Kinch's Brian Coughlin on Black One, Come on Die Young, and Andrew and His Fiesty Felines

Categories: Sound Off

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Welcome to the latest installment of our weekly feature, Sound Off, where Jason P. Woodbury is joined by a different guest each week to listen to and discuss three tracks from local Phoenix artists. If you would like your songs to be considered for future Sound Off columns, please email music@newtimes.com.

Today's guest is Brian Coughlin, guitarist, keyboardist, and vocalist in Phoenix-based indie rock band Kinch. Coughlin is a busy guy -- the band is getting ready for a string of dates with Jimmy Eat World at the end of the month, and is prepping the band's new release, The Incandenza, with hopes to release the record within the next few months.

Coughlin's unique knack for melody and songcraft made him a perfect candidate for Sound Off, so I bent his ear toward three local tunes from hip-hop group Black One, garage rockers Andrew and His Fiesty Felines, and hardcore outfit Come On Die Young.

Tea Party Bomba by kinch


Black One, "One Day the Sun Will Stop Shining"

Rapper Jason Ikner, A.K.A. Black One, splits his time between Tucson and Phoenix. He is scheduled to perform Friday, September 16, at the Stray Cat in Tempe.

Up on the Sun: So that was "One Day the Sun Will Stop Shining," by Black One. What did you think?

Brian Coughlin: I kinda dug it. I liked the sample choice. Good luck getting something like that cleared. I responded to it [but] I wasn't too keen on the hook part --

Yeah, the hook kind of bothered me, too.

I just don't think it was very...I just don't remember it.

I thought the verses were solid. I liked the line about "missing the date with destiny, she wouldn't go dutch." I like the rap a lot. I like the sample -- it's a little bit weird, it gives the song a weird feel. It never quite locked into a groove. The sample seems to be a little out of sync, in a good way. There's another rap single on the radio that samples Neil Young...the song "Old Man." It's Redlight King, "Old Man."

Yuck. That made me throw up a little in my mouth. What I like about [Black One's] sample is that you could recognize it, but I almost wonder if I would have said, 'Oh, that's a Neil Young sample' if you hadn't said it. Obviously, when you said it I immediately knew -- but I wonder if it would have taken me a second to catch on to that.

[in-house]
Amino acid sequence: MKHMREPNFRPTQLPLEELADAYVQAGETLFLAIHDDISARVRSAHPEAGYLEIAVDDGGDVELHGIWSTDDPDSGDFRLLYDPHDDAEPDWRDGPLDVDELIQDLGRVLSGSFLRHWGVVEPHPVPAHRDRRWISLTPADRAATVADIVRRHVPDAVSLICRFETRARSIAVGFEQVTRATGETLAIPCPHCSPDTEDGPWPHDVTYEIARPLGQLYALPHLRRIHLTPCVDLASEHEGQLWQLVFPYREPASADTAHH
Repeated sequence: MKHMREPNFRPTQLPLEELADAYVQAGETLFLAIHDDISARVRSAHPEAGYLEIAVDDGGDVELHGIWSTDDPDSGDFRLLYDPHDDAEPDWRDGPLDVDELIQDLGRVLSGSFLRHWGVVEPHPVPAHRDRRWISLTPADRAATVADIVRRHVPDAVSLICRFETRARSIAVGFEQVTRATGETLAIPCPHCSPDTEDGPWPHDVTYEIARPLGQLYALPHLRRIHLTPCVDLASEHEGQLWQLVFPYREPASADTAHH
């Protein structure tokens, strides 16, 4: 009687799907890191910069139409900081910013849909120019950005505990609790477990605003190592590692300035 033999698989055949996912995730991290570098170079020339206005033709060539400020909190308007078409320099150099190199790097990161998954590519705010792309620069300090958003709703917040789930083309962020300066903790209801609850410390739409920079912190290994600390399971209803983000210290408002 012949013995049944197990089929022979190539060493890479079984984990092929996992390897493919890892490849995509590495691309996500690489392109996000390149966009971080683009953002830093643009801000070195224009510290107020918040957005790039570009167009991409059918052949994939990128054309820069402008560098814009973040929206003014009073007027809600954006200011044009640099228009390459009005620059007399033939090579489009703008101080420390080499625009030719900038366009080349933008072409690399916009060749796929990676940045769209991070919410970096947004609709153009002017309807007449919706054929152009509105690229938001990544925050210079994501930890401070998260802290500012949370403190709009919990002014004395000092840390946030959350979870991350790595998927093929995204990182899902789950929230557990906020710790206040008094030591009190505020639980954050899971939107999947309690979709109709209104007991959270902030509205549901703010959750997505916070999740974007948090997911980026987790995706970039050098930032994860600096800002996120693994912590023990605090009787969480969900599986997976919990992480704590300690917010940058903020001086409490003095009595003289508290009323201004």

Whereas this Redlight King song --

Yeah, it's just so over the top obvious. I like the local song much better than the Redlight King one.

If we're going to do a Neil Young-hip-hop-sample off, I'm going to pick Black One every time. I heard Red Light King on the radio, just flipping through the radio. I don't listen to the radio all the time. I keep it on NPR a lot, but I do listen to the radio for work. I heard this song driving home one night on X103.9 and I heard the sample, and I wondered if it was some sort of remixy thing. But it's kind of like when Crazy Town sampled that entire Red Hot Chili Peppers song. That's not a sample, you're just using the entire song and rapping over it.

Yeah -- my heart was crushed a little bit when Jake [Malone, Kinch bassist] pointed out that one of my favorite Daft Punk, song, "Robot Rock," is just a straight rip of Breakwater's "Unleash the Beast," a soul band from the '70s. There's something interesting about finding something that people aren't aware of, and doing something over it. And there's even something cool about doing some totally obvious and doing something unique with it. The Redlight thing is just kind of lazy, almost. "Here's a song that people already recognize, that already has massive appeal, and all you're going to do is throw a quick easy beat around it," you know?

Whereas this Black One sample isn't so obvious. I really love Neil Young. For them to sample "Southern Man," which is his song about Southern racism, and to combine that with a hip-hop beat -- that seems like a really intelligent, insightful thing to me. That hook is the only thing that throw me. It's a really evocative line, "One day the sun will stop shining," but it doesn't resonate melodically...

I think it could just be tweaked a little bit, yeah. I liked it.



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1 comments
Jaron Ikner
Jaron Ikner

thanks for the love. a few comments: the album, which the song is from, is a precursor to my debut album "Black Sun Rising" dropping on Expat Records later this year. With that said, all of the songs on the projects consists of tracks that won't make the album, either for sample reasons, the strength of the track itself, collaborations, or just because it didn't fit. it is available for free download at blackone.bandcamp.com you can also view the video at http://vimeo.com/22756320

I also appreciate your realization of the use of the sample and how i used it. The song itself, is a goodbye letter to the city of tucson, fleshing out my love/hate relationship with the town. Besides the obvious melodic factor, the feeling and emotion of "southern man" is what drove me to sample it, lyrically the song is brilliant.  I feel that it resonated very well with what i was feeling at the time of making the track. "Southern man" is also one of my favorite Neil Young songs, if not my most favorite, which further raised my inclinations to sample it. Even though i knew i would never be able to clear the song, i simply use it as promotion. 

once again thanks for the review and the listens! You will be hearing more music from me and my camp, very soon!

one love,

Black one

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